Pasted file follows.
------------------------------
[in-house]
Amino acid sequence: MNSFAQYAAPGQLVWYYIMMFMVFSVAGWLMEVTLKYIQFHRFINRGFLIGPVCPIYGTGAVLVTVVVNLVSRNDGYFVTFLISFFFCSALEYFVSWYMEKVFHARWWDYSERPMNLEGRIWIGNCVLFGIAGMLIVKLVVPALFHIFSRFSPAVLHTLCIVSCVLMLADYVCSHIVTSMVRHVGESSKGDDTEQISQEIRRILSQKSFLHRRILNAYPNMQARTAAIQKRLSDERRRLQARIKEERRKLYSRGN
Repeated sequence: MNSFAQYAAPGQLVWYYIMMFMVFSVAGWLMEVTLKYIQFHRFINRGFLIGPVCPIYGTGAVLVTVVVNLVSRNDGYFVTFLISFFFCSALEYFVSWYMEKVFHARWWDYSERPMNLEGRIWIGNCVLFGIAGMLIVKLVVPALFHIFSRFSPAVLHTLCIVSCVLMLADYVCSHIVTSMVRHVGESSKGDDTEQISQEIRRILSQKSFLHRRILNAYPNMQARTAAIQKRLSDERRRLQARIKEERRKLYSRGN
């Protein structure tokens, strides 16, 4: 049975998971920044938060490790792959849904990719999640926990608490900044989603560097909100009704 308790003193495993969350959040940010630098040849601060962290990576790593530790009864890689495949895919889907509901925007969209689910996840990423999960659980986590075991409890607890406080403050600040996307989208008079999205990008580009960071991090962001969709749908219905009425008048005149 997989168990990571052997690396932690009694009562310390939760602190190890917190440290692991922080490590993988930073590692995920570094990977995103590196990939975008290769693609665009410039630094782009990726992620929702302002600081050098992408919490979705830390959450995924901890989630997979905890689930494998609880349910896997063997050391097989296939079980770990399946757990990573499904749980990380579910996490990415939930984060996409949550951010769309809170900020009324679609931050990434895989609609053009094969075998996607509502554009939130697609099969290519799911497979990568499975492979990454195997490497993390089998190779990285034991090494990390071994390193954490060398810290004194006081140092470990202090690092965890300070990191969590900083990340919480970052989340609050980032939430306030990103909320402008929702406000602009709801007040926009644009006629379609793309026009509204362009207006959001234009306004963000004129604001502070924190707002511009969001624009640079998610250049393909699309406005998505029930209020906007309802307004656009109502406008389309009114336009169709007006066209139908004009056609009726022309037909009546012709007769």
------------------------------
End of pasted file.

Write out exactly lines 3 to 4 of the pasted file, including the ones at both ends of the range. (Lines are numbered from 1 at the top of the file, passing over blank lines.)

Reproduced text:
Repeated sequence: MNSFAQYAAPGQLVWYYIMMFMVFSVAGWLMEVTLKYIQFHRFINRGFLIGPVCPIYGTGAVLVTVVVNLVSRNDGYFVTFLISFFFCSALEYFVSWYMEKVFHARWWDYSERPMNLEGRIWIGNCVLFGIAGMLIVKLVVPALFHIFSRFSPAVLHTLCIVSCVLMLADYVCSHIVTSMVRHVGESSKGDDTEQISQEIRRILSQKSFLHRRILNAYPNMQARTAAIQKRLSDERRRLQARIKEERRKLYSRGN
């Protein structure tokens, strides 16, 4: 049975998971920044938060490790792959849904990719999640926990608490900044989603560097909100009704 308790003193495993969350959040940010630098040849601060962290990576790593530790009864890689495949895919889907509901925007969209689910996840990423999960659980986590075991409890607890406080403050600040996307989208008079999205990008580009960071991090962001969709749908219905009425008048005149 997989168990990571052997690396932690009694009562310390939760602190190890917190440290692991922080490590993988930073590692995920570094990977995103590196990939975008290769693609665009410039630094782009990726992620929702302002600081050098992408919490979705830390959450995924901890989630997979905890689930494998609880349910896997063997050391097989296939079980770990399946757990990573499904749980990380579910996490990415939930984060996409949550951010769309809170900020009324679609931050990434895989609609053009094969075998996607509502554009939130697609099969290519799911497979990568499975492979990454195997490497993390089998190779990285034991090494990390071994390193954490060398810290004194006081140092470990202090690092965890300070990191969590900083990340919480970052989340609050980032939430306030990103909320402008929702406000602009709801007040926009644009006629379609793309026009509204362009207006959001234009306004963000004129604001502070924190707002511009969001624009640079998610250049393909699309406005998505029930209020906007309802307004656009109502406008389309009114336009169709007006066209139908004009056609009726022309037909009546012709007769």